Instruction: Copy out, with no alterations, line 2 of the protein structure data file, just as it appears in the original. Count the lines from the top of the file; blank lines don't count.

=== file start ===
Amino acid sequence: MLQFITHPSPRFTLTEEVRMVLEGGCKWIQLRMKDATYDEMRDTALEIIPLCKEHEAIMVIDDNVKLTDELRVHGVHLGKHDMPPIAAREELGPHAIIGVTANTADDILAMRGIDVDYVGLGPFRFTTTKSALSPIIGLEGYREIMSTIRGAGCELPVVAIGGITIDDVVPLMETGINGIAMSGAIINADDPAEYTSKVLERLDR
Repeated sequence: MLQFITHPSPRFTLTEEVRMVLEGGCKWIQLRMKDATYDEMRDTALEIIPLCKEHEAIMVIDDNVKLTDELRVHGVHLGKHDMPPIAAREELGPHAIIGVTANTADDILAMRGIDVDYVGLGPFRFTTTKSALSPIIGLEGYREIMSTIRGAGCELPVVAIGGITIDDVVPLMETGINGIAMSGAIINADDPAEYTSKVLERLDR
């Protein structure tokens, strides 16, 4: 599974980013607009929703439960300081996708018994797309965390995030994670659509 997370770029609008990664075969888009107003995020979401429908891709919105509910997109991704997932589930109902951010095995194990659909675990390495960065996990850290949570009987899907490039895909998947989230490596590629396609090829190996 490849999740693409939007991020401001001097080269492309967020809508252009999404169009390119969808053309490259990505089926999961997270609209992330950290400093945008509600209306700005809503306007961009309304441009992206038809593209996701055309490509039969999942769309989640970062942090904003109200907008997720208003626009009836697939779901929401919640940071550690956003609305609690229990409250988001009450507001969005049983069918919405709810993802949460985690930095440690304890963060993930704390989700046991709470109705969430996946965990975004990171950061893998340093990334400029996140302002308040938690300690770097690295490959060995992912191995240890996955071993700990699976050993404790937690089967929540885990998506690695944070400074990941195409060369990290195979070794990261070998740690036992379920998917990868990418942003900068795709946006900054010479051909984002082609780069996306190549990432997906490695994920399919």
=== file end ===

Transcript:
Repeated sequence: MLQFITHPSPRFTLTEEVRMVLEGGCKWIQLRMKDATYDEMRDTALEIIPLCKEHEAIMVIDDNVKLTDELRVHGVHLGKHDMPPIAAREELGPHAIIGVTANTADDILAMRGIDVDYVGLGPFRFTTTKSALSPIIGLEGYREIMSTIRGAGCELPVVAIGGITIDDVVPLMETGINGIAMSGAIINADDPAEYTSKVLERLDR